What do we know of this? When we live in God’s “terrible crystal” there are no shady corners, or twisted ways; no policy or tactics; no plannings or schemings; no deceptions or prevarications; no saying one thing and meaning another; no end justifying the means because it would answer our purpose. There is nothing that the world would use to reproach our God on our account, and which would not bear the search-light of God.

When God had thus given Ezekiel the picture of the new creation abiding and moving in Himself, He lifted his eyes higher still, far above visions of what can be, visions of blessed possibilities, to Himself. “Above . . . was the likeness of a throne . . . and a Man above upon it” (v26).

We shall never get to our right place, to the dust at His feet, till we get a sight of the Man upon the Throne (see Job 42 v5&6). Paul saw the “glory of that light” and from that moment said he counted “all things but loss for the excellency of the knowledge of Christ Jesus my Lord”. Oh, may God lift up our eyes, that we may behold the Man upon the Throne!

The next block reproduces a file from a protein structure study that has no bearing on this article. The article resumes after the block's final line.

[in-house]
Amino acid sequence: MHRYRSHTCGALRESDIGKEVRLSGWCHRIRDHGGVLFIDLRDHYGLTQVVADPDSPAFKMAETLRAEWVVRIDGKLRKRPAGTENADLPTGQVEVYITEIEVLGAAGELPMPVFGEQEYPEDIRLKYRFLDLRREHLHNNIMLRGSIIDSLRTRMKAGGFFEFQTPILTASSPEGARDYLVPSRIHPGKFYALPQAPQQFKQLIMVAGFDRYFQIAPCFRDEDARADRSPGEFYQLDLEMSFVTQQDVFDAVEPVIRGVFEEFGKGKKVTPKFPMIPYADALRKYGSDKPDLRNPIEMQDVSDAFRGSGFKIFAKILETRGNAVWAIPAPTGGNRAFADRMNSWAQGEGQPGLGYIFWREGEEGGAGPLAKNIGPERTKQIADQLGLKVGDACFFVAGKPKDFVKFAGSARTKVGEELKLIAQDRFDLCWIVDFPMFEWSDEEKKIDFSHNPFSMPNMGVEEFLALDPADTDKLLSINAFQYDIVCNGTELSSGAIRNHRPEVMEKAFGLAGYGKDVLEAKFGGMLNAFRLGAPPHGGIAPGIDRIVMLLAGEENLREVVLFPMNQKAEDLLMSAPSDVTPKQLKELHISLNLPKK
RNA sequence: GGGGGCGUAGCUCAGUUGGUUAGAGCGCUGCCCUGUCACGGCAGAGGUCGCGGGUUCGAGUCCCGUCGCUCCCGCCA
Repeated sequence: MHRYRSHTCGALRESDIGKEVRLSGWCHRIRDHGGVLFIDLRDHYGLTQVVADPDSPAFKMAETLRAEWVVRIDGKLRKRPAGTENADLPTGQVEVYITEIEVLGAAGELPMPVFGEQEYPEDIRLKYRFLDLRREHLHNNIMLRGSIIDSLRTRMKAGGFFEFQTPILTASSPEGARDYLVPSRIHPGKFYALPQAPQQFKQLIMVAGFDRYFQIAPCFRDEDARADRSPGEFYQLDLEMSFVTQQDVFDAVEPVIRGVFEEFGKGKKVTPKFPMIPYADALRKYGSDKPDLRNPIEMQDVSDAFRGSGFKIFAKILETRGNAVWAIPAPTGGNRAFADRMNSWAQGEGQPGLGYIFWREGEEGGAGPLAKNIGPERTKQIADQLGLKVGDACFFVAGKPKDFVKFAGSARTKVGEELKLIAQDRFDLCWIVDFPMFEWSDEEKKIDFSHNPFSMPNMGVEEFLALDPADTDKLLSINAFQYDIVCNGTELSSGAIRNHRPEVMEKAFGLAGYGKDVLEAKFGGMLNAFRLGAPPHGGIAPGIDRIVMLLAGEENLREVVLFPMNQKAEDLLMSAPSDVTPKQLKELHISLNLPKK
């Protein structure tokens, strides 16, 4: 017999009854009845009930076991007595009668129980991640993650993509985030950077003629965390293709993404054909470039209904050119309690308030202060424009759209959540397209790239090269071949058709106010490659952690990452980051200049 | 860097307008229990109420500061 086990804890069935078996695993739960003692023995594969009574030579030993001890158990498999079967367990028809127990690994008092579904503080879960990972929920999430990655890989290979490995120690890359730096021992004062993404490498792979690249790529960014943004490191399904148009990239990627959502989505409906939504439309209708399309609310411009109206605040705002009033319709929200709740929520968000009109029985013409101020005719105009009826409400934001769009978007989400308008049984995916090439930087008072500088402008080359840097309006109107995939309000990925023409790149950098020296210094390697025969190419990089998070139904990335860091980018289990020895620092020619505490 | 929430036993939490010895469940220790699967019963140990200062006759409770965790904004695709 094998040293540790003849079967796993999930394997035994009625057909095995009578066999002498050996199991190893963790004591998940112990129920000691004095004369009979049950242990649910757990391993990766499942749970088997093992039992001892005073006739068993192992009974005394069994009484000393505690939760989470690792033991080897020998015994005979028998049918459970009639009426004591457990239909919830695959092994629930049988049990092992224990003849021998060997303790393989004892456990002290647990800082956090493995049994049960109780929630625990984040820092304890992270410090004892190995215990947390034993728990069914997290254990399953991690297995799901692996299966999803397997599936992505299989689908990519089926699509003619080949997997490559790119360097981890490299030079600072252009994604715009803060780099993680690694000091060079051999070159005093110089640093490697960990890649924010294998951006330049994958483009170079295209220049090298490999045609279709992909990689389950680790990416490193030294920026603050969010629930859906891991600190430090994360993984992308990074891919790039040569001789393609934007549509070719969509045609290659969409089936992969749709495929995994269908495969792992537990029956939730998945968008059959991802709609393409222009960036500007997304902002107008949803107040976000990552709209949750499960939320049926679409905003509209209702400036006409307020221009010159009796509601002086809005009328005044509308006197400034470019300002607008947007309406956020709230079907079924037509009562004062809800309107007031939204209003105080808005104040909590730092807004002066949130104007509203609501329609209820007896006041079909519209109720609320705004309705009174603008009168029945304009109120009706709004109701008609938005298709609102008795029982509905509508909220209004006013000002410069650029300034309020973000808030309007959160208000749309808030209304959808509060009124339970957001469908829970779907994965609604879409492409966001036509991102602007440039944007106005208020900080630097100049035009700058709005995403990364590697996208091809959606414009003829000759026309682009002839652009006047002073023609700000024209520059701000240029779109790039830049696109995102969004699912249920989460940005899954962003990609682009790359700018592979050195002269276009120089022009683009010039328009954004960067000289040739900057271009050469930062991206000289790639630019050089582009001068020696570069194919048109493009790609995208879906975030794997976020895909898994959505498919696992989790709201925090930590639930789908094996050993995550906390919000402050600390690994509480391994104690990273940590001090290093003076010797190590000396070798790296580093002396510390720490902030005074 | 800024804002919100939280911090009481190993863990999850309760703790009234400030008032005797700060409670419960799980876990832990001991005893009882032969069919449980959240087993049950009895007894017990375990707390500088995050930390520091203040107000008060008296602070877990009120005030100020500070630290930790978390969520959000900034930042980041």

When Ezekiel saw Him, he fell upon his face. Then God spoke to him, and bade him stand upon his feet (ch. 2 v1). Apparently he could not do even this, until the Spirit of God entered into him and set him upon his feet, enabled him to get up and stand. With God’s commands there is always included the power to obey. This vision to Ezekiel shows us God’s way of dealing with us. First comes the revelation of the new creation living and moving in the light and will of God, then He reveals the Man upon the throne, the Glorified Christ Himself! Next we find Ezekiel at His feet as one dead, like John at Patmos, and the Spirit of life from God entering into him in deeper power to work out in him the vision he had seen. This is God's way. 


How God Prepares His Instrument